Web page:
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There is just over a week left until we announce this year's winner of the Playable City Award. The shortlist has received a tremendous amount of attention and the growing excitement is palpable - and it's not too late for you to add your thoughts, questions and comments on the projects, one of which will come to Bristol later in the year. With this in mind we'd like to share some reflections from young journalist Emma Morsi, who joined us as part of the shortlisting panel.
At Watershed, we collaborate with young people in order to learn from them, promote their voice and to offer them opportunities to gain professional experience. Emma brought a fresh perspective to our shortlisting discussions and it was a great pleasure to be able to invite her to contribute.
Here's Emma on what the Playable City Award means to her:
For the second year running Watershed's Playable City Award continues to challenge artists and creatives to explore culture, art, and technology. Through the £30,000 award, that will tour internationally in 2015 after its Bristol debut in 2014, it aims to engage urban public spaces as playable, malleable and idiosyncratic. I've had the pleasure to be part of the short-listing process as one of Watershed's Young Journalists, which has been an amazing opportunity to be exposed to an array of ideas that are refreshing in their levels of creativity and passion.
It feels like only yesterday, although it most certainly is not, that I was yet again writing as a Young Journalist for the No Boundaries conference at Watershed in February. Dr Benjamin Barber's talk at the conference, which I referred to as a godsend in For the Love of All Things Without Boundaries, discussed the wonders of democracy as 'a way of life, a way of living that takes into account our diversity and encourages our collaboration and imagination'. It struck me that we must inspire, support, nourish, develop and maintain our public spaces and remember they are for the people by the people, not by ourselves for ourselves.
Because despite all of this 'cities oddly, though made up of communities, are all about private space' and even though 'communities can't thrive without public spaces they are defined by private space'. It's this insidious war on public spaces over the thirty or forty years of market commercialisation and privatisation of public space that needs to be addressed. We need to acknowledge that we're currently not allowing 'enough public space to do the public work culture needs' and I believe this is what makes the Playable City Award a godsend, also.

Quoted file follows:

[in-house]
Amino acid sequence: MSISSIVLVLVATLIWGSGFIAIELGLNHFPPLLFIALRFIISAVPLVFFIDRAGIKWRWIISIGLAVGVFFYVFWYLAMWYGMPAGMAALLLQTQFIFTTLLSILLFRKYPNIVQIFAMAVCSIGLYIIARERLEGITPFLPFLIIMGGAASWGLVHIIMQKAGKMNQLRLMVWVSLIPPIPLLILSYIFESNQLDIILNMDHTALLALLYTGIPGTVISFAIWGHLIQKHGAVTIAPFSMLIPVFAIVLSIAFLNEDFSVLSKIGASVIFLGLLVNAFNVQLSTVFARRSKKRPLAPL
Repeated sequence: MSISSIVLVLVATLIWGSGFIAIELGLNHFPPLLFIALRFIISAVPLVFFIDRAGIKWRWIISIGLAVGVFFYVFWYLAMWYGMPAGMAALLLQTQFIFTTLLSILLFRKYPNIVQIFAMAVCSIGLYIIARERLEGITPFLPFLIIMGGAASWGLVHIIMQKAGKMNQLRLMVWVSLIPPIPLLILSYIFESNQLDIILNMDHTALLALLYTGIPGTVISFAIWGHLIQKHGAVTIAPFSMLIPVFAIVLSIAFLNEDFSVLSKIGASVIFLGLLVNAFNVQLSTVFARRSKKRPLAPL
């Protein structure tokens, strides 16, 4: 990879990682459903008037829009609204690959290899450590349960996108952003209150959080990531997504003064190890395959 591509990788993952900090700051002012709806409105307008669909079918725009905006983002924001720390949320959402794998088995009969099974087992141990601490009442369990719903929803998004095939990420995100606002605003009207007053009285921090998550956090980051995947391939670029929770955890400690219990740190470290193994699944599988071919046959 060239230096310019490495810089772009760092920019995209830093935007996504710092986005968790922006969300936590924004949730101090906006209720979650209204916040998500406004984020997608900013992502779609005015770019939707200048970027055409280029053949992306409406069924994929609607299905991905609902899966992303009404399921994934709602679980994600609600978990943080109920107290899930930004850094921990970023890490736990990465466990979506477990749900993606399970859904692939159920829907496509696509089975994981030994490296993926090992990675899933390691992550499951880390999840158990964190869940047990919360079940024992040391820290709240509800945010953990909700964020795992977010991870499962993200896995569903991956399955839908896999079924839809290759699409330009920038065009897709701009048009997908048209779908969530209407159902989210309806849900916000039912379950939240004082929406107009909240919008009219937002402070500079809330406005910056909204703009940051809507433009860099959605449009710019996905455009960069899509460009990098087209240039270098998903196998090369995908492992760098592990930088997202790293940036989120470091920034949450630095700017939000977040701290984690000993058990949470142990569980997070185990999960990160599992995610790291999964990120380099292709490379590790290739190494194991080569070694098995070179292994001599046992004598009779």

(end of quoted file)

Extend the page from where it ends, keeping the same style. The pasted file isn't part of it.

With Bristol increasingly becoming an emblematic city for the aggrandisement of the arts, it's only fitting that the projects on offer each have unique qualities of their own that utilise the public spaces in such a way that give magnified meaning to the surrounding architecture, sculptures and everyday environment. The true beauty of a lot of the projects is also how they manage to capture meaning beyond our normal perceptions. Better yet, the way it challenges civilians, us, to reconsider our perceptions of the city and essence of the community we live in - something that is standardised and forgotten all too often. As well as using some really snazzy technology as the cherry on top.
I most definitely have lost count of the amount of times I have sat in awe and wonder at the short list, continuously catching myself redefining my knowledge of the possibility and limitations of technology... because apparently there are none. If it's not making you reminiscent of all the things you would see on television as a kid but never deem accessible to yourself, it simply has you rooting for it just to confirm that it's actually possible, that dreams can come true. So Bristol, it's coming to OUR city and may be coming to a city near you too, hold tight.
Although Bristol is extremely lucky to be the very first city played with, I think the international scope the Playable City Award has in terms of artists and creatives from as far and wide as the UK to Italy, the US and New Zealand, to name a few; this is a testimony to international collaborations and how, as a collective from a shared love of the arts, culture and technology, that when we work together the possibilities become immeasurable. There really are No Boundaries, this is Where We Ought To Be.